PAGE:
The Persistence of Illicit Drug Smoke Residues and their Recovery from Common Household Surfaces
Julie L. Bitter
Third hand smoke (THS) is the residue left remaining on surfaces during smoking events, and is composed of particles and vapors that form upon heating. The phrase THS is primarily used to describe nicotine and other chemicals from cigarettes, but any residues formed from the smoking of various substances could be classified similarly. There has been an increasing body of research on THS from cigarettes in the last decade, but little has been done in regards to understanding the persistence of particles and vapors from illicit drugs. In this work, small samples of cocaine and methamphetamine were volatilized to produce an illicit drug smoke that was collected onto various surface materials and left exposed to ambient conditions over 672 hours (four weeks). Chemical analyses by electrospray ionization-mass spectrometry of residues on silicon, plastic, laminate, and artificial leather surfaces indicated a rapid decrease in recovery of the parent molecule, with varied formation of decomposition products over the first 168 hours of exposure. Measurable amounts of the parent molecule were still present after 672 hours, exhibiting a strong persistence of these drugs on various household materials. This is important in a forensic science context, as THS residues could provide a viable source of trace evidence previously not utilized.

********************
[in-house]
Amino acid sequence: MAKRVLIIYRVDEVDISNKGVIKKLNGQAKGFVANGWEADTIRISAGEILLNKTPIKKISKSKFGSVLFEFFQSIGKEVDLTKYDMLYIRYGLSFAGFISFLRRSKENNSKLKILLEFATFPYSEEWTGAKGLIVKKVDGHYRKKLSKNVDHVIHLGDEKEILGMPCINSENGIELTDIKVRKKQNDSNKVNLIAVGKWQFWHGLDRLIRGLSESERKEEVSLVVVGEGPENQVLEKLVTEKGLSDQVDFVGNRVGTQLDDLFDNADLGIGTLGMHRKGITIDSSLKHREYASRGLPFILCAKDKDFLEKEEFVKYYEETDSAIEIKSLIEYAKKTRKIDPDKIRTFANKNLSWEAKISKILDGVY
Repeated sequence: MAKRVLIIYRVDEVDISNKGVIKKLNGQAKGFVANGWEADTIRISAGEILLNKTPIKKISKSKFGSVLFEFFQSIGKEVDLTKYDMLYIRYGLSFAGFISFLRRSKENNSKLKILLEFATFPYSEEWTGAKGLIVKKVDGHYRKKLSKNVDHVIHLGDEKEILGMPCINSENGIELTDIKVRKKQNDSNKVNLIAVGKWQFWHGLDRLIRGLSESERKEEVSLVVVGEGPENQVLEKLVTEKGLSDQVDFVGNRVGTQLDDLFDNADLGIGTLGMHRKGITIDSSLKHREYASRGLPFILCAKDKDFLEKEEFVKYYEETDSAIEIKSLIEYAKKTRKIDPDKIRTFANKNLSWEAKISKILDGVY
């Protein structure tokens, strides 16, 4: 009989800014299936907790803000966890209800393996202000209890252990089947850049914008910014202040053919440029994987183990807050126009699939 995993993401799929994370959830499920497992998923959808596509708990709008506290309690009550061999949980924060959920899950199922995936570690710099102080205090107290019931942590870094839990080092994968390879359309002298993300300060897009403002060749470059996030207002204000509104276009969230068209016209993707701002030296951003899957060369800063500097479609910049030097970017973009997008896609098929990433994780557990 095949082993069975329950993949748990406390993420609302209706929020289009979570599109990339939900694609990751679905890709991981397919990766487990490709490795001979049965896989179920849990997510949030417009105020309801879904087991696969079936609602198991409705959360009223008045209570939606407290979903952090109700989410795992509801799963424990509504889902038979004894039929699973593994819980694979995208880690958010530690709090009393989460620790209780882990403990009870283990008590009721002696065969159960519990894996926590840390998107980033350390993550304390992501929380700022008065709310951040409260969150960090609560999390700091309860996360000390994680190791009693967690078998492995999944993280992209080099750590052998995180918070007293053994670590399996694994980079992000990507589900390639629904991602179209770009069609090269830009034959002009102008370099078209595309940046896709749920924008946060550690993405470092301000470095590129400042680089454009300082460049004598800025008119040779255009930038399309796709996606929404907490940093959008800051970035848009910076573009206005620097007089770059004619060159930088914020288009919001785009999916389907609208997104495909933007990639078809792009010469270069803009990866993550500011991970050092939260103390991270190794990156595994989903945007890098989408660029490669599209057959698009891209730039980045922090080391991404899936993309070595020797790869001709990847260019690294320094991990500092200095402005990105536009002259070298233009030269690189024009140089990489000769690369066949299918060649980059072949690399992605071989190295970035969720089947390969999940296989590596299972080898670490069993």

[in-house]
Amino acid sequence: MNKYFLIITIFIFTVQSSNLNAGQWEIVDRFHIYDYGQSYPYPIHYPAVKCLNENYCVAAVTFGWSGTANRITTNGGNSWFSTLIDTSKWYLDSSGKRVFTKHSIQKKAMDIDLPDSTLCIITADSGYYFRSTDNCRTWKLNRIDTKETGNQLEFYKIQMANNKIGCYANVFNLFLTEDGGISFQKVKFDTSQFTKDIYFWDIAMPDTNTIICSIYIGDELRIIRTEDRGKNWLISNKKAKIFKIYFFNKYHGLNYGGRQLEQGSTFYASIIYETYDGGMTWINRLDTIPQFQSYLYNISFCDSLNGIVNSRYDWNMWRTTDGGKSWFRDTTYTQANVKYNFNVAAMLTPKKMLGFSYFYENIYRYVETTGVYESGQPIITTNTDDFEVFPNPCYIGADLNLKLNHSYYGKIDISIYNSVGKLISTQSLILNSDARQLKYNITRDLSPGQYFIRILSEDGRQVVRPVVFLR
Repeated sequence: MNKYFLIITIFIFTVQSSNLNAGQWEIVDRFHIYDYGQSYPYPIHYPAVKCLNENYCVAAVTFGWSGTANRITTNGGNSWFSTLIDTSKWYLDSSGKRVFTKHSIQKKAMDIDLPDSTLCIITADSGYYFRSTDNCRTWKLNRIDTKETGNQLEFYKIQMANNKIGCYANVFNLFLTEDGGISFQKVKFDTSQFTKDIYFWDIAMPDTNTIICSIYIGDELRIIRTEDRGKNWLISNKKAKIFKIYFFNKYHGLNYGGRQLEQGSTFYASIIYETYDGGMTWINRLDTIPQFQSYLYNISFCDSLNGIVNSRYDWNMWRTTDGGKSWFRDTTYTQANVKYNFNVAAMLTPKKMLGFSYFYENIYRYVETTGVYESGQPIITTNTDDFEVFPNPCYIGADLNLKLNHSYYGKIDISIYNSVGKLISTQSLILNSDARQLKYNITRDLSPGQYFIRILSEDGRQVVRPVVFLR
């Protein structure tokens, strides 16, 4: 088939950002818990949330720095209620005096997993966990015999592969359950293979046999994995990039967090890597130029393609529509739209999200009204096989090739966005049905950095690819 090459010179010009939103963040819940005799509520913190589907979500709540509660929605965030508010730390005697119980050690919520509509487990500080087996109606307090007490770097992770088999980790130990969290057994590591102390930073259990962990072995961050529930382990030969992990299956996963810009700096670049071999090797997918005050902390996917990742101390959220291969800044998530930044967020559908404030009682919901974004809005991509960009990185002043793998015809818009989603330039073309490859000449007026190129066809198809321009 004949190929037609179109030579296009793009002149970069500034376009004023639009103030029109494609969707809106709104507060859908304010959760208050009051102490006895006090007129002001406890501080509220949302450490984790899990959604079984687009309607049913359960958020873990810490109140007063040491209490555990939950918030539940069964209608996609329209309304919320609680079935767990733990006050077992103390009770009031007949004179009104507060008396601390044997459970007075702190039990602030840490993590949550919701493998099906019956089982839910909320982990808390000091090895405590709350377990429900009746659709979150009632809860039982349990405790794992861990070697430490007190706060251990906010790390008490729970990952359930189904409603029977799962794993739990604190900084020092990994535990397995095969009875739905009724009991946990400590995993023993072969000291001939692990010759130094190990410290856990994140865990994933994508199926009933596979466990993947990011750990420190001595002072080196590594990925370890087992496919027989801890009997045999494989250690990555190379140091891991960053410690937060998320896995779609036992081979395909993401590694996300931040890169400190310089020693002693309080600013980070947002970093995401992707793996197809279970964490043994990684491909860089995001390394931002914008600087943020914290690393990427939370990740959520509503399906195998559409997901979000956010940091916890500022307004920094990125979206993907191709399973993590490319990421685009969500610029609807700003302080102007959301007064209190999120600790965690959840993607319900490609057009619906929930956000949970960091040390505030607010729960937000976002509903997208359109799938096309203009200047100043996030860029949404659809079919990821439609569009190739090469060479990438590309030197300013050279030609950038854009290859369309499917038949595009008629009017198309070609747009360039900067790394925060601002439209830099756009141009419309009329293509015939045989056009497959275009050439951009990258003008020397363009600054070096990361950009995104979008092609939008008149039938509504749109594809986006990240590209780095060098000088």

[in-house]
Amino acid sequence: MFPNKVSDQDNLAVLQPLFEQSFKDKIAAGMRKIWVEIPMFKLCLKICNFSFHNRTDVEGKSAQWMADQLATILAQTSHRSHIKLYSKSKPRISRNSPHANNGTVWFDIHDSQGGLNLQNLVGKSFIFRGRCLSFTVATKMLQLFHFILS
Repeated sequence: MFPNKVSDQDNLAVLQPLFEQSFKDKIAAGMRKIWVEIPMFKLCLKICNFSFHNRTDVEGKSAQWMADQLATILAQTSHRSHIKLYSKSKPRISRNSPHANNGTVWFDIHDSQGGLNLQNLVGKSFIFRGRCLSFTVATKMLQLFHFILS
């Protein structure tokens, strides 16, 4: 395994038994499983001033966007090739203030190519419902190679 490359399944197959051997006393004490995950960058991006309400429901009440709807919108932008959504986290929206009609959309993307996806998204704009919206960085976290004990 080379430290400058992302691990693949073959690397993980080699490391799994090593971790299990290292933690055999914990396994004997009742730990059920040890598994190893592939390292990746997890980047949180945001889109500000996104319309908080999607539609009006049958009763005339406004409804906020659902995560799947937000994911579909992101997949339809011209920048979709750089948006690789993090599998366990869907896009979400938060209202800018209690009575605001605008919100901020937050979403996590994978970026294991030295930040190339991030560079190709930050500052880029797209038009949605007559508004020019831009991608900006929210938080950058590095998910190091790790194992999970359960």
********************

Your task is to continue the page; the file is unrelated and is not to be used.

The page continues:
The Persistence of Illicit Drug Smoke Residues and their Recovery from Common Household Surfaces, Drug Testing and Analysis, [online], https://doi.org/10.1002/dta.1993, https://tsapps.nist.gov/publication/get_pdf.cfm?pub_id=919974
(Accessed December 8, 2023)